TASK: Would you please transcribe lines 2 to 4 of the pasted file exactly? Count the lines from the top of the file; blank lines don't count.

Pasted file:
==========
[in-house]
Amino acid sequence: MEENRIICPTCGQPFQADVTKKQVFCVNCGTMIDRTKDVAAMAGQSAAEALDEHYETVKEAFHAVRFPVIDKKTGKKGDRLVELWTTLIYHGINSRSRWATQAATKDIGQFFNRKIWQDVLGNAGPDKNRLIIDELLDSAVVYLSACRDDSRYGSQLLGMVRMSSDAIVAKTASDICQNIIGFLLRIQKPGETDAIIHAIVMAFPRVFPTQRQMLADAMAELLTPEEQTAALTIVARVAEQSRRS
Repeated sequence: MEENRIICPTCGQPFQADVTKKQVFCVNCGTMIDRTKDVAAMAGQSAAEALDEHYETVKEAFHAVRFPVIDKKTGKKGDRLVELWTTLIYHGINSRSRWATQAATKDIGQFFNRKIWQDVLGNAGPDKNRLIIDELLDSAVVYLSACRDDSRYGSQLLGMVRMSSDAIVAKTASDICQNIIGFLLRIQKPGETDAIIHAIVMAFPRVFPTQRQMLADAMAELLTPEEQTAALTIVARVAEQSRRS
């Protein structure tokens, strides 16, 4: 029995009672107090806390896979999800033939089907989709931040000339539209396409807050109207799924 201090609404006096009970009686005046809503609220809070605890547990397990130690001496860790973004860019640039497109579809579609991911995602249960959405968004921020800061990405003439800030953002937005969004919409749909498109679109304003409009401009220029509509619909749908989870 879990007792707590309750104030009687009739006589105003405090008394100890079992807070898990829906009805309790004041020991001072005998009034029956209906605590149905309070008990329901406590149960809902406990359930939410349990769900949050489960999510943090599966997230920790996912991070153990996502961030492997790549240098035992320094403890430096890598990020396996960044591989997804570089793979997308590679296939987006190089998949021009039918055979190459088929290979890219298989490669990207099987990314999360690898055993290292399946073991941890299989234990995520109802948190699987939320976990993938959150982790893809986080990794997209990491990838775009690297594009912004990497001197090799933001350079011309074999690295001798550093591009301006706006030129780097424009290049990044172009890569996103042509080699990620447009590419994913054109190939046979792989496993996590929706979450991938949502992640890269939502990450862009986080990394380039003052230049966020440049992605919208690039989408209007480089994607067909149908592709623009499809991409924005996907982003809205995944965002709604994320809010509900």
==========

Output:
Amino acid sequence: MEENRIICPTCGQPFQADVTKKQVFCVNCGTMIDRTKDVAAMAGQSAAEALDEHYETVKEAFHAVRFPVIDKKTGKKGDRLVELWTTLIYHGINSRSRWATQAATKDIGQFFNRKIWQDVLGNAGPDKNRLIIDELLDSAVVYLSACRDDSRYGSQLLGMVRMSSDAIVAKTASDICQNIIGFLLRIQKPGETDAIIHAIVMAFPRVFPTQRQMLADAMAELLTPEEQTAALTIVARVAEQSRRS
Repeated sequence: MEENRIICPTCGQPFQADVTKKQVFCVNCGTMIDRTKDVAAMAGQSAAEALDEHYETVKEAFHAVRFPVIDKKTGKKGDRLVELWTTLIYHGINSRSRWATQAATKDIGQFFNRKIWQDVLGNAGPDKNRLIIDELLDSAVVYLSACRDDSRYGSQLLGMVRMSSDAIVAKTASDICQNIIGFLLRIQKPGETDAIIHAIVMAFPRVFPTQRQMLADAMAELLTPEEQTAALTIVARVAEQSRRS
């Protein structure tokens, strides 16, 4: 029995009672107090806390896979999800033939089907989709931040000339539209396409807050109207799924 201090609404006096009970009686005046809503609220809070605890547990397990130690001496860790973004860019640039497109579809579609991911995602249960959405968004921020800061990405003439800030953002937005969004919409749909498109679109304003409009401009220029509509619909749908989870 879990007792707590309750104030009687009739006589105003405090008394100890079992807070898990829906009805309790004041020991001072005998009034029956209906605590149905309070008990329901406590149960809902406990359930939410349990769900949050489960999510943090599966997230920790996912991070153990996502961030492997790549240098035992320094403890430096890598990020396996960044591989997804570089793979997308590679296939987006190089998949021009039918055979190459088929290979890219298989490669990207099987990314999360690898055993290292399946073991941890299989234990995520109802948190699987939320976990993938959150982790893809986080990794997209990491990838775009690297594009912004990497001197090799933001350079011309074999690295001798550093591009301006706006030129780097424009290049990044172009890569996103042509080699990620447009590419994913054109190939046979792989496993996590929706979450991938949502992640890269939502990450862009986080990394380039003052230049966020440049992605919208690039989408209007480089994607067909149908592709623009499809991409924005996907982003809205995944965002709604994320809010509900």